Community Oven

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Hampoven2.jpg

The Community Oven was built in the Spring of 2009 by Evan Thaler-Null and Felix Lufkin. It is a wood-fired baking oven that is open to Hampshire community members with the appropriate permit. The oven was constructed out of natural and scavenged materials including: clay dug from the Connecticut River, sawdust from the mill on Route 9, crushed stone from the quarry on Mount Norwottuck, manure from Bay Road, and lots of found parts, pieces, and buried treasures from the nooks and crannies of Hampshire campus. The oven dome is made out of a natural building material called Cob (en.wikipedia.org/wiki/Cob_(material)).

HOW TO USE THE OVEN

  1. Make lots of dough/roasts/treats and invite friends!
  2. Light a small fire in the BAKE CHAMBER at least two hours prior to baking
    1. IMPORTANT, do NOT make a fire in the wood storage chamber below the brick hearth!!!! That space is not designed to take heat and is only meant for keeping wood close by and out of the rain. 
  3. Keep in mind: It is the duration, not the intensity of the fire that will determine how hot the oven is. A medium sized fire for 3 hours will be much hotter than a big fire for an hour and a half, its like your charging the battery of the oven.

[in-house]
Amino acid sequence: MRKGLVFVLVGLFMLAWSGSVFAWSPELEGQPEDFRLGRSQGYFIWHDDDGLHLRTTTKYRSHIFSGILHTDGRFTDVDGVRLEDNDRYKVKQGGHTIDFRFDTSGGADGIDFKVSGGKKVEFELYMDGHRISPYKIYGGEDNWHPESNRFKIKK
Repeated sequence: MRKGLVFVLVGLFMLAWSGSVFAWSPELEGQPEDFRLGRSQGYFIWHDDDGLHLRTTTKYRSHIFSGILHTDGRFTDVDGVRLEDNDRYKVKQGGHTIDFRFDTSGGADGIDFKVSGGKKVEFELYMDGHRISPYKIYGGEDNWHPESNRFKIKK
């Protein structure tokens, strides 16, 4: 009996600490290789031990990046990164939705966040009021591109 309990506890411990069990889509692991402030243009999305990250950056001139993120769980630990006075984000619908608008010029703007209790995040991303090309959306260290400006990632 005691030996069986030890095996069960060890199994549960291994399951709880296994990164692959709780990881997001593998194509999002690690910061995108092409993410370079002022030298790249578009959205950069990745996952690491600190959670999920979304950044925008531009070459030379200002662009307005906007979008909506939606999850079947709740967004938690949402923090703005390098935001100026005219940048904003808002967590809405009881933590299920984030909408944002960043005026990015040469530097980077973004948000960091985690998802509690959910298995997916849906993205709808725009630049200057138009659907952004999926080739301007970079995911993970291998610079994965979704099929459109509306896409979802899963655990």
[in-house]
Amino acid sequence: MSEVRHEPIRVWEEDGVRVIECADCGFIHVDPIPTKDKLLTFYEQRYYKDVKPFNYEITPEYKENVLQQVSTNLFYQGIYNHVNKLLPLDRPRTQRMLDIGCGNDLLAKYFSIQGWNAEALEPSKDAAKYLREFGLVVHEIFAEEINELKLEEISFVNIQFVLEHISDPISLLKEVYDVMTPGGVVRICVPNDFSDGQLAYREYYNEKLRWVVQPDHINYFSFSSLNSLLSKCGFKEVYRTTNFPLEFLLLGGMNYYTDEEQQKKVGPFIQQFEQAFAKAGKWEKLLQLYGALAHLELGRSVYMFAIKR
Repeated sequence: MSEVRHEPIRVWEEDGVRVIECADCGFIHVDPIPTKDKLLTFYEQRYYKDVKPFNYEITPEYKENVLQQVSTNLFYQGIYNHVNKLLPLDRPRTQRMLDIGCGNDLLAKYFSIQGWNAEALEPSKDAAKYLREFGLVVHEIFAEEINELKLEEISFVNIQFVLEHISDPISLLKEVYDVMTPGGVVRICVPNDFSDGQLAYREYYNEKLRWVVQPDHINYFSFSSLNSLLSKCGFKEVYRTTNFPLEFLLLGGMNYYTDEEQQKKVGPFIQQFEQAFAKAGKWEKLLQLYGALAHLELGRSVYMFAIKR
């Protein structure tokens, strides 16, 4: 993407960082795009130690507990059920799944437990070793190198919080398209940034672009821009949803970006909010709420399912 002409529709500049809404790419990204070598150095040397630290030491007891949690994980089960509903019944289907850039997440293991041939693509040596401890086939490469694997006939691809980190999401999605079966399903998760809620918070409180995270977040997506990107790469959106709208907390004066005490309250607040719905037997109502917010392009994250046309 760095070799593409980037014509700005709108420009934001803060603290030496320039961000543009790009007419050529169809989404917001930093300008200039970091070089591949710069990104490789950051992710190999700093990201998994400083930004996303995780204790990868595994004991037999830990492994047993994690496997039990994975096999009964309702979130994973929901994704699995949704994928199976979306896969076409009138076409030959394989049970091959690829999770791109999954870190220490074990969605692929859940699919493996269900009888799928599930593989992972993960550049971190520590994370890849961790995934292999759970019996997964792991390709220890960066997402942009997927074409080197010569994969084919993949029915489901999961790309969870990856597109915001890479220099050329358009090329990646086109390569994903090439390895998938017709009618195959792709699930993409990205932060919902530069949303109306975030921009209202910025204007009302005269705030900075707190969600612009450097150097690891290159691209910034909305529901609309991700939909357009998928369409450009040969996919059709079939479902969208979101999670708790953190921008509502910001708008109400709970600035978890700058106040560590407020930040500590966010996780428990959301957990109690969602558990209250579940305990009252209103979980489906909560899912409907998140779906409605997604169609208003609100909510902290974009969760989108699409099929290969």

4. Allow coals to build up evenly across the brick hearth. Coals and fire should be in the middle of the oven, not the rear. Imagine keeping the fire in the same place where you'll be baking. (If your fire/coals are too far too one side that side will be much hotter.)
  5. Let fire die down to coals at least 10min before baking, you can choose to keep coals in the rear of the oven if you want a really hot bake (pizzas, flatbreads, roasts), or take the coals out for a more even heat distribution (bread loaves, pies/pastries).
  6. Blow ash away from hearth, or wipe hot bricks with a wet cloth (cotton or natural fiber only).
  7. Load your pizzas, breads, cookies, vegetables, etc... into the oven and enjoy. The rest is trial and reward!


Try having an epic feast like Michael Pollan does in this article...

http://www.nytimes.com/2010/10/10/magazine/10dinner-t.html?pagewanted=1&_r=1&sq=Michael%20Pollen%20%20%20cob%20oven&st=cse&scp=1


Enjoy the thrill of wood-fired baking!

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